Our Simple Schedule, Part 2 (Dictation and Spelling)


This is Part 2 in an impromptu series I'm doing in response to a readers question about our schedule.

Here is her question:  
I know this was a while back, but I really love the simplicity of that schedule you shared (the picture in the other post of your school schedule). I'm curious what resources you're using for things like math and dictation (are you using Spelling Wisdom or just choosing something each week, etc.). Anything in particular for Bible, memory, poetry, etc or just choosing as you go? What about geography and science? And, written narrations ... are you just letting Ella choose what she will write from? Thanks so much! You really know how to simplify and make it feel calm (or at least appear that way). :) 
I already discussed the resources we use for math in Part 1.

For dictation,  (Have I not shared how we do dictation here on the blog?  I feel like I've written a whole post on this very thing but I can't seem to find it anywhere!)

I am entirely indebted to Linda Fay for the way we do dictation.  She has several posts on dictation, and they can be found here.

This method of dictation is the way we teach spelling and grammar in our home.  It's also great handwriting practice!  We do this once a week.  And both of my children are excellent spellers.

Here is what I do with my two oldest (12 & 10):

1. Choose a book

I grab a book-- something we are currently reading, whether it be a read-aloud, a history book, or one of the books they are reading from their assigned reading list-- and choose a short paragraph or a few sentences and point it out to them.  I intentionally choose a passage that has words they may not know how to spell, or something with dialogue or interesting punctuation.

2. Child studies the passage you've selected (x2) 

Their first read-through is for spelling.  They study the passage, looking for words that are unfamiliar to them.  Then they tell me the words they're unsure of, and I write them on the board.  They study those words, one by one, until they can close their eyes and "write" (spell) the word in the air.  When they're confident with that word, I erase the word from the board and they move on to the next one.  When there are no more words on the board, we move on.  This can take several minutes (which means you can be helping younger kids with something, loading the dishwasher, or doing meal-prep).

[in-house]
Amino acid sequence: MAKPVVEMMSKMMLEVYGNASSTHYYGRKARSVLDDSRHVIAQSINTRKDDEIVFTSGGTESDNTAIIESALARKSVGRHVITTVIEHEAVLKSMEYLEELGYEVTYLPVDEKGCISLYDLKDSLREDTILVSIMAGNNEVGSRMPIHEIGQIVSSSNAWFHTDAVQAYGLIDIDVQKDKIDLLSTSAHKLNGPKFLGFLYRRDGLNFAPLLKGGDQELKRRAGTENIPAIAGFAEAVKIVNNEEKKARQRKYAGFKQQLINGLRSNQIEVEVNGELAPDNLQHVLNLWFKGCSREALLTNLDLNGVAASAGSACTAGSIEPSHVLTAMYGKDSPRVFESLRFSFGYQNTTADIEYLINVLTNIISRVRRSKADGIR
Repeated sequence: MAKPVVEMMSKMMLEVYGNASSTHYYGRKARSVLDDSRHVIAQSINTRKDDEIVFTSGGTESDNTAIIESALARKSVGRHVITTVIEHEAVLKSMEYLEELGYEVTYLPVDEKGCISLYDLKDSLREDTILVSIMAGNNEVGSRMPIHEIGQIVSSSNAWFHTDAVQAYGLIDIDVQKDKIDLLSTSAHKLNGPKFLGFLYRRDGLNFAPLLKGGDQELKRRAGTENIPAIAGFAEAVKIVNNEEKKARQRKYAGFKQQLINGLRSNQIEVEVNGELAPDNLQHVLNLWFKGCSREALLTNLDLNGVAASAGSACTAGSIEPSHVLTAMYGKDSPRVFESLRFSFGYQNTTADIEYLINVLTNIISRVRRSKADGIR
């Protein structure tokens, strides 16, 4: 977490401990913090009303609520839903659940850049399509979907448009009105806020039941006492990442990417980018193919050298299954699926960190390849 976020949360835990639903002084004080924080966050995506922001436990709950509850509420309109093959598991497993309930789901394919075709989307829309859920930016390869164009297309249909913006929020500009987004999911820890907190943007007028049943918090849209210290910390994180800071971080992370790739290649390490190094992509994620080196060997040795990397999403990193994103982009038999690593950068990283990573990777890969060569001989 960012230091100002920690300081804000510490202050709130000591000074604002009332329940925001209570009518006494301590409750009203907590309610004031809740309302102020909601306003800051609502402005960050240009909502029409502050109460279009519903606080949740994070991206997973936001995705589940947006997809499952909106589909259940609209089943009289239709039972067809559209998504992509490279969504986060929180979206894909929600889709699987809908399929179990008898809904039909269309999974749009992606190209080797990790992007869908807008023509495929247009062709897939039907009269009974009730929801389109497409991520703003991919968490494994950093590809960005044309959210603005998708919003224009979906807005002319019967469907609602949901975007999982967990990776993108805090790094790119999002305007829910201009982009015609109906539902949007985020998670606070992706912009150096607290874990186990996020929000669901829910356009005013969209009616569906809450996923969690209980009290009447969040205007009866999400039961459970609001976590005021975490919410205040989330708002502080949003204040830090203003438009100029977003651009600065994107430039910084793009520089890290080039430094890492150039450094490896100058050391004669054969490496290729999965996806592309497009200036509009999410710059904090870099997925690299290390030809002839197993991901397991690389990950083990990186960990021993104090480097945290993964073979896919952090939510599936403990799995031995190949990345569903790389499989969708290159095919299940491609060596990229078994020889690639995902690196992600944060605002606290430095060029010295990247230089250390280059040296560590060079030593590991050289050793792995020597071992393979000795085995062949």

They read through the passage for a second time, looking closely at the punctuation.  This usually doesn't take long.  When they are ready to begin, we move on.

3. Dictate the passage slowly
I take the book and slowly dictate the (now familiar) passage to them- three to five words at a time, pausing while they write.  This step requires patience from me.  :)  I try to have something nearby at the table that I can be working on while they write.

4. Child corrects him/herself
Then they correct their own work, by taking the book and checking their work to the passage.  This is their favorite part!  They each have red pens and white out and they go to town, or take great pride in having a perfect dictation. 

Other notes/tips: 

- Sometimes I choose the same passage for both of my kids (to save time), and sometimes we do it separately.  It just depends on how much time we have.

- I have found that writing is much more painstaking for my son than for my daughter.  So the key here is quality, not quantity.  Start small.  Choose one sentence with one or two challenging words, and build from there.

- They also love to correct each others' work!

- My 9-yr-old son is still very much working on proper letter formation and spacing, and writing does not come easily for him.  At all.  For these reasons, he does not do dictation yet.  He and I are going through All About Spelling, for a season, until he is up to speed and can start short dictation lessons.  I think All About Spelling is an excellent program and works great for him because of its multi-sensory approach.

Coming up in Part 3: Bible, Memory work and Poetry.


  1. This is so helpful. Thank you!
    I'm still praying for your heart and body as you heal. Blessings.

    1. Thank you, Annie! Blessings to you and yours,

  2. [Response to Kamille. I found your comment on my recent Shakespeare post, but I was wondering if you meant to put it here. I wanted you to be able to find it, so I'm posting my response to you in both places!]
    Let's see... re: planning, I have done it both ways-- planned everything in advance, and nothing in advance. ;)

    The everything-in-advance plan didn't work for me/us, because life happens, and we'd get sick or something and then we'd fall behind and I would go crazy staring at my lesson plans which were now several days or weeks behind. It also left me no room for spontaneity, which I discovered is important to me.

    The nothing-in-advance plan doesn't go well, either, because then I spend most of my day running around making copies, pulling things together that we need, figuratively scratching my head and trying to get it all going on the fly.

    And so somewhere in there is a happy medium. I try to outline our year in advance and put in the things that I can easily plan (that I could also easily shift to another day). My older kids do have lesson plans for math and history that they check off, but we can be fluid with that, too, if need be. And then each week I print up weekly checklists for the kids (but I'm working off a master copy for each of them.)

    I do create my own spreadsheets/checklists.

    I hope this isn't too confusing. You're welcome to come on over and see any of it, anytime! ;)


    1. Hi Stacy--I did mean to write my comment on the other page; but, yes I was referring to this post as well. Thanks for putting the comments on both:)


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